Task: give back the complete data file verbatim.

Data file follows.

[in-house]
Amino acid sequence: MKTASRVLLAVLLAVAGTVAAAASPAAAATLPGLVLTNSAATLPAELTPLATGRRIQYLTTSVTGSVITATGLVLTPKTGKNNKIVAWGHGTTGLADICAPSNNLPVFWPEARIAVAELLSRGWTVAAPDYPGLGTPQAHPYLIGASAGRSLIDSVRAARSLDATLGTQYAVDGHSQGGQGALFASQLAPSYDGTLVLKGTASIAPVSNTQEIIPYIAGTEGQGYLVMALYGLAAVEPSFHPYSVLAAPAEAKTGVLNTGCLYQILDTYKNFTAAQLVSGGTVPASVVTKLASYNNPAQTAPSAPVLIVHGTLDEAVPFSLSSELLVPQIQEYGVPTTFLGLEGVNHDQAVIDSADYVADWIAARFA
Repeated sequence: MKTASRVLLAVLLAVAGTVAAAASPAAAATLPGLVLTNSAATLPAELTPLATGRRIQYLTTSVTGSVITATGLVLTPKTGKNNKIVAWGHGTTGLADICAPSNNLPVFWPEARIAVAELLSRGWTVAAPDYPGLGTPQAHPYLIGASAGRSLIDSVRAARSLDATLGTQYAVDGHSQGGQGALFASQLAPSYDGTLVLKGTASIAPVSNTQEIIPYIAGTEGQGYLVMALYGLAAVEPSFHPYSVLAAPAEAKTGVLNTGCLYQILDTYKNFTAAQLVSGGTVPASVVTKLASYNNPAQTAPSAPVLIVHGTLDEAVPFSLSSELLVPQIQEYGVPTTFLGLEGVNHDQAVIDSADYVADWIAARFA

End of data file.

[in-house]
Amino acid sequence: MKTASRVLLAVLLAVAGTVAAAASPAAAATLPGLVLTNSAATLPAELTPLATGRRIQYLTTSVTGSVITATGLVLTPKTGKNNKIVAWGHGTTGLADICAPSNNLPVFWPEARIAVAELLSRGWTVAAPDYPGLGTPQAHPYLIGASAGRSLIDSVRAARSLDATLGTQYAVDGHSQGGQGALFASQLAPSYDGTLVLKGTASIAPVSNTQEIIPYIAGTEGQGYLVMALYGLAAVEPSFHPYSVLAAPAEAKTGVLNTGCLYQILDTYKNFTAAQLVSGGTVPASVVTKLASYNNPAQTAPSAPVLIVHGTLDEAVPFSLSSELLVPQIQEYGVPTTFLGLEGVNHDQAVIDSADYVADWIAARFA
Repeated sequence: MKTASRVLLAVLLAVAGTVAAAASPAAAATLPGLVLTNSAATLPAELTPLATGRRIQYLTTSVTGSVITATGLVLTPKTGKNNKIVAWGHGTTGLADICAPSNNLPVFWPEARIAVAELLSRGWTVAAPDYPGLGTPQAHPYLIGASAGRSLIDSVRAARSLDATLGTQYAVDGHSQGGQGALFASQLAPSYDGTLVLKGTASIAPVSNTQEIIPYIAGTEGQGYLVMALYGLAAVEPSFHPYSVLAAPAEAKTGVLNTGCLYQILDTYKNFTAAQLVSGGTVPASVVTKLASYNNPAQTAPSAPVLIVHGTLDEAVPFSLSSELLVPQIQEYGVPTTFLGLEGVNHDQAVIDSADYVADWIAARFA